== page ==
Preserving charm of an old kitchen

September 30, 1990|By Rita St. Clair

We all seem to love old houses, but -- as is the case with a lot of love objects -- they can sometimes prove to be our ruination.

Seduced by its charm and character, too many buyers end up spending thousands of dollars on an old house merely to make it habitable. It often happens, too, that a kitchen and bathroom will consume an entire renovation budget, leaving the rest of the place to languish in decrepitude until the new owners come up with a winning lottery ticket.

These sorts of disaster can be avoided, however, with some realistic planning.

The first caution, clearly, is to refrain from buying a home whose "potential" is greater than the resources available to achieve it. Be sure to get a professional estimate of the cost of an envisioned restoration before deciding that a particular old house is really quite a bargain.

And once a purchase has been made, think carefully about what should be done in the kitchen and bathroom, since these are often the parts of a home on which the largest share of fix-up funds is lavished. Don't assume that a rehab requires ripping out every single fixture.

I realize it's a lot easier just to call in the local kitchen dealer to install a brand new array of appliances, finishes and accessories.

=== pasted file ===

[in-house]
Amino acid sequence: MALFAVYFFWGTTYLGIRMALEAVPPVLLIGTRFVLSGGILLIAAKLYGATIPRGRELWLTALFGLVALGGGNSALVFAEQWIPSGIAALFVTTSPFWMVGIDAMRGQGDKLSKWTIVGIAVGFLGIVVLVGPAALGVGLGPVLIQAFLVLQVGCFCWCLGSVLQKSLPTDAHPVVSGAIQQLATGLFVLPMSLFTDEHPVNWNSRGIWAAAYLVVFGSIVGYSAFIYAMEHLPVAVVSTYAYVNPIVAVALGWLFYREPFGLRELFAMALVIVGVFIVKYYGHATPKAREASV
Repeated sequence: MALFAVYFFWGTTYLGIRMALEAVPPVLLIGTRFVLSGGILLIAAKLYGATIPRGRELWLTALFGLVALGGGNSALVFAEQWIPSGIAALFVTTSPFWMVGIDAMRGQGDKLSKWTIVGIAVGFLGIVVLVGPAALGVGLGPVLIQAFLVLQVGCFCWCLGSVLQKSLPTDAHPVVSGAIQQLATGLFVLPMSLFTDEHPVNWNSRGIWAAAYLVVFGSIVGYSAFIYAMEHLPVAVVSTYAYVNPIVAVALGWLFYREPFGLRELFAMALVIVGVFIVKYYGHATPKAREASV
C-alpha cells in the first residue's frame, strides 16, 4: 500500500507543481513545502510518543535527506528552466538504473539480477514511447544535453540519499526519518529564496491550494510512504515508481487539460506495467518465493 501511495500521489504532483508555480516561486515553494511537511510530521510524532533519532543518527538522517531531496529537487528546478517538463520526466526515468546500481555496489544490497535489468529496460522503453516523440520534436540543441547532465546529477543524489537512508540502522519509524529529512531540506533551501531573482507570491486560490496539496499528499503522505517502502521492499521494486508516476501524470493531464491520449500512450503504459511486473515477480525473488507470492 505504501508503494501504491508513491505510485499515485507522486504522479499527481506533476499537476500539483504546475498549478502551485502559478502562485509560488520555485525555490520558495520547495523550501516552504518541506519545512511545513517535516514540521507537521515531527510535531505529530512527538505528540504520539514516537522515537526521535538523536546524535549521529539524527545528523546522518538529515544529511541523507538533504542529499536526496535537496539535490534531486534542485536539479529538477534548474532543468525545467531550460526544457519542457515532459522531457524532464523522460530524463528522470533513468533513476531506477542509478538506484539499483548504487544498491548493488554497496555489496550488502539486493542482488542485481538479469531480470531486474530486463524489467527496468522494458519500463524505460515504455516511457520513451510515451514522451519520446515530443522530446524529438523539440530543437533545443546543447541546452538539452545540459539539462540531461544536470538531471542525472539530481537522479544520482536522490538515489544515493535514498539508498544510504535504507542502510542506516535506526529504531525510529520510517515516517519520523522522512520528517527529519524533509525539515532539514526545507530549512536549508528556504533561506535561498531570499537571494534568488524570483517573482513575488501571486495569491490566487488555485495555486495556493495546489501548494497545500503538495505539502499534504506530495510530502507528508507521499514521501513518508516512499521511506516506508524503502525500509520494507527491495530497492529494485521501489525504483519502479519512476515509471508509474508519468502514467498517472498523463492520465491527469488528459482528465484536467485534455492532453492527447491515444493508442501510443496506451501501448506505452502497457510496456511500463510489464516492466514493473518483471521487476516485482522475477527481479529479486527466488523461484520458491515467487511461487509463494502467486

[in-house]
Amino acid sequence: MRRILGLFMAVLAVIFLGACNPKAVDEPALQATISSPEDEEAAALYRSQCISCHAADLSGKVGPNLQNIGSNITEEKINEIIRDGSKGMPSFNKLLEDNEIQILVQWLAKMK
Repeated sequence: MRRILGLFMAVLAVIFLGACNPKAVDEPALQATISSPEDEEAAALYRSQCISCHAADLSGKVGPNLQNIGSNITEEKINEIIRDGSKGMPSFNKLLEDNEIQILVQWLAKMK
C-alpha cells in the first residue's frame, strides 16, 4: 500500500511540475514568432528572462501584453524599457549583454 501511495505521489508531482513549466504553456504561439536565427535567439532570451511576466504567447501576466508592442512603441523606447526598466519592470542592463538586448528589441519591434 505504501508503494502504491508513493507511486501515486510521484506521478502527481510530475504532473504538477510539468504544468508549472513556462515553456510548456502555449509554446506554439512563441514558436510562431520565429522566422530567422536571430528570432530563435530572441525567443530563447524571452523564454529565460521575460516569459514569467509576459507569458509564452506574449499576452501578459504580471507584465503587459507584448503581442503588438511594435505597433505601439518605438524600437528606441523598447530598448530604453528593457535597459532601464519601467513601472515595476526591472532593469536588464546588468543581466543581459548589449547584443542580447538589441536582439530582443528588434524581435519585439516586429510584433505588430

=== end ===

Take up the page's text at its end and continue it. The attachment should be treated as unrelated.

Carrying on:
Besides being very expensive, that approach entails the risk of eliminating much of the charm that attracted you to the house in the first place. It's quite possible to preserve many original elements while still taking advantage of modern technology.

In the kitchen shown in the photo, state-of-the-art cooking equipment has been added to a setting that retains nearly all its original cabinetry. The big changes were confined to the floor, the counter tops and the walls, all of which were given new surfacing.

RF The floor was covered with terra cotta 12-inch-square tiles, which

form a wonderful background to the white, high-gloss paint used on the walls and cabinets. Counter tops and backsplash were surfaced with pure white ceramic tiles, as were the interior of the alcove and the exhaust air hood. To add a bit of color and interest, these white squares were bordered and V-capped at the edges with a ceramic tile in a Delft blue decorative design. That combination, in turn, became the inspiration for the room's overall white and blue color scheme. All of these tiles are distributed by French Country Living of Great Falls, Va.

I have found that simplicity is the most reliable criterion to follow in renovating an old home. It's usually preferable, for example, to repaint properly scaled cabinetry and woodwork rather than invest in elaborate replacements. Proceeding in this way will certainly require a great deal of time, attention and inventiveness. In the long run, however, the result is likely to be much more satisfying -- and far less expensive -- than a top-to-bottom makeover.

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